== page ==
C.S. DeWildt’s Love You to a Pulp packs two narratives, tight spirals driving like hammerdrills against the cranium ‘til they breach the dark cavern beneath. You’ll know it when you get there underground with him.
In the first narrative glue-nose dick Neil McGrath sniffs out a mystery involving the pharmacist’s daughter in the Podunk south. In the second, McGrath is raised hard by a degenerate father. Drugs, violence, sex (& incest) propel the present. Booze, violence, sex (& incest) litter the past. The present arc comes off with varying degrees of coherence, owing in part to a protagonist warped by a lifetime of headblows and vapor trails. The past is blackness, full of cobwebs and caves, things too awful for a child to bear:
She whined as the filthy men ravaged her and she watched the boy, stumbling on newly found legs over the bottle-littered stead, looking at the scene periodically only when a severe thrust did bring a shriek from his mother’s lips. She looked away and saw McGrath in the doorway of their shared clapboard, a still silhouette like a graven idol backlit and flickering in the light of a single oil lantern.
Both narratives trade hits, one-two punches, each knocking down the other, chapter by chapter. Together they bring on hangovers, shiners, doses of regret that’ll test the grit of any crime fiction aficionado; together they inspire awe and reflection. More importantly they dignify a genre more often defined by shitty writing and fake-ass tough guys. Love You to a Pulp is the real deal: hard and fast, but also rich with literary merit.
For my taste DeWildt is at his best spinning the dark tale of Neil’s past. Here’s a lad who never stood a chance, no fortunate son, a poor white cracker whose father farms out his wife’s loins to every man in town, just as his father had done before that. Neil’s raised to fight, bare-knuckle style, boy-on-boy fisticuffs for the rowdy, whiskey drinking, wagering joy of the men circled up like dogs baying at the scent of blood to win a few hard rolls of bills. Men who communicate by “Talking like they were nursing a mouth full of coins.”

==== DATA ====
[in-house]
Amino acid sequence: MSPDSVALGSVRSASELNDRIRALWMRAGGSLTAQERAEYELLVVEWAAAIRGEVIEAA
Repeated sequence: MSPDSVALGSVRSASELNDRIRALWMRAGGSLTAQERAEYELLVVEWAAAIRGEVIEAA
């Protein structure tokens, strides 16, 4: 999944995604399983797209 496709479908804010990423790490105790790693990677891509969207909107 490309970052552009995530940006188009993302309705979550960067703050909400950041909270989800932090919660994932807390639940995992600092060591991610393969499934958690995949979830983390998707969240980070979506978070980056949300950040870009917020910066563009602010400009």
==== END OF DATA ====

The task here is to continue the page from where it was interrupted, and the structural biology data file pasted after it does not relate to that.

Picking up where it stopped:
Neil does lopsided battle against boys older, bigger, and stronger than himself. Sometimes he prevails; sometimes he doesn’t. Either way he takes his blows like a man, earning his father’s only income outside the juicy lovin’ he lets his wife spread in his very own bed. Can’t even afford gas to the fight. “Ain’t got the scratch.”
How does Neil win? “I’m hard. He’s not.”
There’s a danger of hyperbole in drawing loose-lipped comparisons to notable writers. I’ve read he favors Jim Thompson. What I see is writing that rings true, the best of the best, craftsmanship on par with Cormac McCarthy, passages reminiscent of the men riding wild across the dusted fringe, the untamed posses of Blood Meridian. This writing puts its blade through your heart, pointed and sharp, balanced between fine-grained detail and cosmic philosophy:
Neil …Felt the squirrel and the warm radiating death soothed his cold fingers. The tick, a young instar, was slightly swollen behind the squirrel’s ear. Neil plucked it free, a small tag of flesh still in its mouth parts. He rolled it in his fingers before crushing it, slicing it in two between his thumbnail and the hardened bed of his index finger. It bled squirrel blood and fell to the ground, left to new purpose among the miraculous and unseen perpetuates of the cycle.
Neil, the squirrel, the recurrent tic, all parts of the same life force, of which, for now, Neil is master. As for DeWildt, let’s put him there with Thompson: a master of the rural noir.